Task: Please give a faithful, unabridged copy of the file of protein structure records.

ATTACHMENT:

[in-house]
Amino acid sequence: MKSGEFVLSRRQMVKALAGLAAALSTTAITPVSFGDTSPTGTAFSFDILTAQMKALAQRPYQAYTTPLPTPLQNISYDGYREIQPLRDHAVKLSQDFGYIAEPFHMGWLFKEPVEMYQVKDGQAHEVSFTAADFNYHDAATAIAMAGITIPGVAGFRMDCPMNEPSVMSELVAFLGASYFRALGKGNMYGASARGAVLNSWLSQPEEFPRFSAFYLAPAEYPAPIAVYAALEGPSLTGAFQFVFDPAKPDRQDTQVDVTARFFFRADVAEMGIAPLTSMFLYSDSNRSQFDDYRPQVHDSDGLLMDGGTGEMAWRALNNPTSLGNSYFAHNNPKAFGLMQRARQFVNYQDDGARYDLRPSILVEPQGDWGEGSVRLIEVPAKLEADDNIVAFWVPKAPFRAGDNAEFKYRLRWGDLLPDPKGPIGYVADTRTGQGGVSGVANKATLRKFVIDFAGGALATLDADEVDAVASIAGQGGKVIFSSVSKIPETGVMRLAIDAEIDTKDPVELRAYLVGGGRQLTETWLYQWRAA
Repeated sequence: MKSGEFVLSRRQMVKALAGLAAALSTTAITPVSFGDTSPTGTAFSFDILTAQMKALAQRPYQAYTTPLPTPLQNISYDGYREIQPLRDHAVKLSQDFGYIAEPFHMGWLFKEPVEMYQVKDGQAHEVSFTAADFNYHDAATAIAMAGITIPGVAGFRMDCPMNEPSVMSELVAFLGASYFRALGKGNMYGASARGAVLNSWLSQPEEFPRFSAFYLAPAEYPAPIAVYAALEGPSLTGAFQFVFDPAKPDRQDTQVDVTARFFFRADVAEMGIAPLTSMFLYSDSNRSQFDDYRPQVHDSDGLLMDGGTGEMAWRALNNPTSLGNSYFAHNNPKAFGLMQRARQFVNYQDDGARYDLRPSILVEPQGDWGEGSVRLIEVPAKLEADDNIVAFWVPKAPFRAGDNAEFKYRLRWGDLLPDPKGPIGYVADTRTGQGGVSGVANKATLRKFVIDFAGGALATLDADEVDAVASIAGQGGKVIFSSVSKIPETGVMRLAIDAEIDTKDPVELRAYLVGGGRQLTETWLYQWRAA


[in-house]
Amino acid sequence: MKSGEFVLSRRQMVKALAGLAAALSTTAITPVSFGDTSPTGTAFSFDILTAQMKALAQRPYQAYTTPLPTPLQNISYDGYREIQPLRDHAVKLSQDFGYIAEPFHMGWLFKEPVEMYQVKDGQAHEVSFTAADFNYHDAATAIAMAGITIPGVAGFRMDCPMNEPSVMSELVAFLGASYFRALGKGNMYGASARGAVLNSWLSQPEEFPRFSAFYLAPAEYPAPIAVYAALEGPSLTGAFQFVFDPAKPDRQDTQVDVTARFFFRADVAEMGIAPLTSMFLYSDSNRSQFDDYRPQVHDSDGLLMDGGTGEMAWRALNNPTSLGNSYFAHNNPKAFGLMQRARQFVNYQDDGARYDLRPSILVEPQGDWGEGSVRLIEVPAKLEADDNIVAFWVPKAPFRAGDNAEFKYRLRWGDLLPDPKGPIGYVADTRTGQGGVSGVANKATLRKFVIDFAGGALATLDADEVDAVASIAGQGGKVIFSSVSKIPETGVMRLAIDAEIDTKDPVELRAYLVGGGRQLTETWLYQWRAA
Repeated sequence: MKSGEFVLSRRQMVKALAGLAAALSTTAITPVSFGDTSPTGTAFSFDILTAQMKALAQRPYQAYTTPLPTPLQNISYDGYREIQPLRDHAVKLSQDFGYIAEPFHMGWLFKEPVEMYQVKDGQAHEVSFTAADFNYHDAATAIAMAGITIPGVAGFRMDCPMNEPSVMSELVAFLGASYFRALGKGNMYGASARGAVLNSWLSQPEEFPRFSAFYLAPAEYPAPIAVYAALEGPSLTGAFQFVFDPAKPDRQDTQVDVTARFFFRADVAEMGIAPLTSMFLYSDSNRSQFDDYRPQVHDSDGLLMDGGTGEMAWRALNNPTSLGNSYFAHNNPKAFGLMQRARQFVNYQDDGARYDLRPSILVEPQGDWGEGSVRLIEVPAKLEADDNIVAFWVPKAPFRAGDNAEFKYRLRWGDLLPDPKGPIGYVADTRTGQGGVSGVANKATLRKFVIDFAGGALATLDADEVDAVASIAGQGGKVIFSSVSKIPETGVMRLAIDAEIDTKDPVELRAYLVGGGRQLTETWLYQWRAA